She takes her ending to school and it's typed out and pasted into the published copies --
And once his truth is told in the world of the school, Badger finds a way to live in his Other World. The telling of truth in a story can bring release from trauma, it can share and ease suffering. The story becomes not only about the power of story-telling but about how, as a line on the cover says, 'Things aren't untrue just because they never happened.'
The last book, Hawk's Vision moves things forward again by a year. This time, the central human character is Jamila, whose family come from India, but who finds herself at
home on the downs. She loves to watch the hawk as it turns high above, keeping watch and she likens it to a guardian, a protector. But when she sees it stoop, she knows that it is making a kill.
It reminds her of the tales told by her family of Shiva the Destroyer, who is also the Creator.
As Jamila joins her class in the little school, to propose that they should tell another story, we learn that the school is to close. Despite the superb teaching, it's too small to be 'viable.' The children are to bus into other, larger primary schools in nearby towns. Jamila wants to tell a story about the hawk, her 'Shiva': protector and destroyer.
As before, the children devise a story between them. It tells how the hawk comes close to destroying all the animals and it involves a wizard-cum-computer-whizz who creates a door into another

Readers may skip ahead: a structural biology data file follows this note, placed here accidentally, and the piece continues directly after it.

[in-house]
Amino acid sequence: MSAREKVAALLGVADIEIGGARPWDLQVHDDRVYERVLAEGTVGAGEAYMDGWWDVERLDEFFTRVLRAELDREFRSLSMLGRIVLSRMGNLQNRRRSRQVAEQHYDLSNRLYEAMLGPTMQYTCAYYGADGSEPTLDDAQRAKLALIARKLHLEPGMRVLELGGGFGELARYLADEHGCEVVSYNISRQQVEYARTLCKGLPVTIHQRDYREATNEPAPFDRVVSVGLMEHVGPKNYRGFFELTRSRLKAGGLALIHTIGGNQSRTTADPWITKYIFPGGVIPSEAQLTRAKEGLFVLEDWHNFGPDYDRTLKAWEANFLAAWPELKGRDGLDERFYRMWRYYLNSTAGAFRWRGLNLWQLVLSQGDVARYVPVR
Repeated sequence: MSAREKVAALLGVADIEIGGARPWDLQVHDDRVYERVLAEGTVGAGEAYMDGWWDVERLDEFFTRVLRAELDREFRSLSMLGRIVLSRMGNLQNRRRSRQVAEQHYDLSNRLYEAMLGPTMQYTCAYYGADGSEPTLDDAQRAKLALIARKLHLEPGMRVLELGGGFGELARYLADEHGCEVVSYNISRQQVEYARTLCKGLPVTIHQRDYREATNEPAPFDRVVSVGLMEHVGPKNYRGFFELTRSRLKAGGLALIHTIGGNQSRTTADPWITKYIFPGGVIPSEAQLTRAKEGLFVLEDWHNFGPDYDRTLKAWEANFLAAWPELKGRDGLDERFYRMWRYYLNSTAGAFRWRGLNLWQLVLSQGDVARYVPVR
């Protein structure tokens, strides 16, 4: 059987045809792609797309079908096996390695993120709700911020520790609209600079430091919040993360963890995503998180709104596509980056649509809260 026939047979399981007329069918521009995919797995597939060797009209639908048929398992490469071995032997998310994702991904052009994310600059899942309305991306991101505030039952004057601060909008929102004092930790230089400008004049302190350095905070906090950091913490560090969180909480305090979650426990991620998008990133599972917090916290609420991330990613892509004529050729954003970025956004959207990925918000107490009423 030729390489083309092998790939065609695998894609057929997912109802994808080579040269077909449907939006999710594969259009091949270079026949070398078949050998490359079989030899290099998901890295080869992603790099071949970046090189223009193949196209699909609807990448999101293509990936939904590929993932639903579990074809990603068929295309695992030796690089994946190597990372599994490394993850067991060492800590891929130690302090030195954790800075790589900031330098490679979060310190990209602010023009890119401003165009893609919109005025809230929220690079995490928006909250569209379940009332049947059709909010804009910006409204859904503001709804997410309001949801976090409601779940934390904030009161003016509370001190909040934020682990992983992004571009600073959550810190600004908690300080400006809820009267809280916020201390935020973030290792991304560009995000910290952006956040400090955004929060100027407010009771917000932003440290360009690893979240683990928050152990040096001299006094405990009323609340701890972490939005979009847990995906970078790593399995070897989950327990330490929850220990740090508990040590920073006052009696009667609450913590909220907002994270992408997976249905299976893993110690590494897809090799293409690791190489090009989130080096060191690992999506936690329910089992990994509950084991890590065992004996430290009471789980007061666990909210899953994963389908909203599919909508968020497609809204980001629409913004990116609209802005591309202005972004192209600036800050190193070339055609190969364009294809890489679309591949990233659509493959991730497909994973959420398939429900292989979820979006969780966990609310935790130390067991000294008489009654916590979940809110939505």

imaginary world, a 'virtual world.' But although, through her involvement with the computer-whiz, Hawk comes near to destroying the animals, she also rescues them.
At the end of that afternoon, as the children walk home, it's the end of the little school forever. The children who walk away from it have been changed by their story-telling. They have grown in confidence, or have been led into new ways of thinking. One boy, who never enjoyed the story-telling because it had animals doing things animals would never do, is glad that he will never have to take part in such nonsense again. He goes home and 'shuts the door behind him.'
Jamila walks on the downs and while she watches the hawk she recreated in her story, the image of Shiva, Who destroys to create, hovers over the end of a story about the school's ending and the end of this part of the children's lives. They will go forward from this ending to make something new.
What are these short books about? They're about some children making up stories about animals... About children growing up... About how creativity works... About the immense power of creativity, language and story-telling... They're about the Art of great teaching... And probably much more that I've missed.
Three truly remarkable books in one. Three short stories 'for children' which unfold and unfold and unfold... You really can't tell what you might find in them.